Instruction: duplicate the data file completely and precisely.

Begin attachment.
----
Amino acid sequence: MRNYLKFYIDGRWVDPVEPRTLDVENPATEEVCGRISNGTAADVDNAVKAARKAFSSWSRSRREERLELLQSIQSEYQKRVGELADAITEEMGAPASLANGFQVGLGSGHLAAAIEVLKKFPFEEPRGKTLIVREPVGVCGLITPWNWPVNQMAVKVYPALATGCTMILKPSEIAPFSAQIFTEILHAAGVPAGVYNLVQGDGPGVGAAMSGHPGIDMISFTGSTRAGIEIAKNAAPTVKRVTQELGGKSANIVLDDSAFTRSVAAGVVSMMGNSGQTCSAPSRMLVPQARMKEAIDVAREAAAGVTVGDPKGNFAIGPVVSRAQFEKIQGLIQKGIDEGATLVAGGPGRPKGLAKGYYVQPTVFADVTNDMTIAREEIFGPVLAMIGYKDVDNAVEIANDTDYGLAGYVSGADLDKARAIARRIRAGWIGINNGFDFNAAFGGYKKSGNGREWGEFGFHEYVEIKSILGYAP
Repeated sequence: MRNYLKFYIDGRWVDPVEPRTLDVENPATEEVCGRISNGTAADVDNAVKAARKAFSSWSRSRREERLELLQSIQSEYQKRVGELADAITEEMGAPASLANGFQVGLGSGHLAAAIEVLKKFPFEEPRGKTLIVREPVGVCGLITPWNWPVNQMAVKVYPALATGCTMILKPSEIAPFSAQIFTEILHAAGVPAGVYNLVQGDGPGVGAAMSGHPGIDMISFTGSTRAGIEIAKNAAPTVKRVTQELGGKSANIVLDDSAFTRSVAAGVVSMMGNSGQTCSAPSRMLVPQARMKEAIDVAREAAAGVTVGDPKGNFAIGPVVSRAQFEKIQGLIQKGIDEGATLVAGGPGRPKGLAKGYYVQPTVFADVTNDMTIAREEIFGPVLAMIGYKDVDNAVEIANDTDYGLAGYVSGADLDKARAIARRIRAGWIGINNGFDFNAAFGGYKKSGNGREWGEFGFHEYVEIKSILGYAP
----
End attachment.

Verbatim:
Amino acid sequence: MRNYLKFYIDGRWVDPVEPRTLDVENPATEEVCGRISNGTAADVDNAVKAARKAFSSWSRSRREERLELLQSIQSEYQKRVGELADAITEEMGAPASLANGFQVGLGSGHLAAAIEVLKKFPFEEPRGKTLIVREPVGVCGLITPWNWPVNQMAVKVYPALATGCTMILKPSEIAPFSAQIFTEILHAAGVPAGVYNLVQGDGPGVGAAMSGHPGIDMISFTGSTRAGIEIAKNAAPTVKRVTQELGGKSANIVLDDSAFTRSVAAGVVSMMGNSGQTCSAPSRMLVPQARMKEAIDVAREAAAGVTVGDPKGNFAIGPVVSRAQFEKIQGLIQKGIDEGATLVAGGPGRPKGLAKGYYVQPTVFADVTNDMTIAREEIFGPVLAMIGYKDVDNAVEIANDTDYGLAGYVSGADLDKARAIARRIRAGWIGINNGFDFNAAFGGYKKSGNGREWGEFGFHEYVEIKSILGYAP
Repeated sequence: MRNYLKFYIDGRWVDPVEPRTLDVENPATEEVCGRISNGTAADVDNAVKAARKAFSSWSRSRREERLELLQSIQSEYQKRVGELADAITEEMGAPASLANGFQVGLGSGHLAAAIEVLKKFPFEEPRGKTLIVREPVGVCGLITPWNWPVNQMAVKVYPALATGCTMILKPSEIAPFSAQIFTEILHAAGVPAGVYNLVQGDGPGVGAAMSGHPGIDMISFTGSTRAGIEIAKNAAPTVKRVTQELGGKSANIVLDDSAFTRSVAAGVVSMMGNSGQTCSAPSRMLVPQARMKEAIDVAREAAAGVTVGDPKGNFAIGPVVSRAQFEKIQGLIQKGIDEGATLVAGGPGRPKGLAKGYYVQPTVFADVTNDMTIAREEIFGPVLAMIGYKDVDNAVEIANDTDYGLAGYVSGADLDKARAIARRIRAGWIGINNGFDFNAAFGGYKKSGNGREWGEFGFHEYVEIKSILGYAP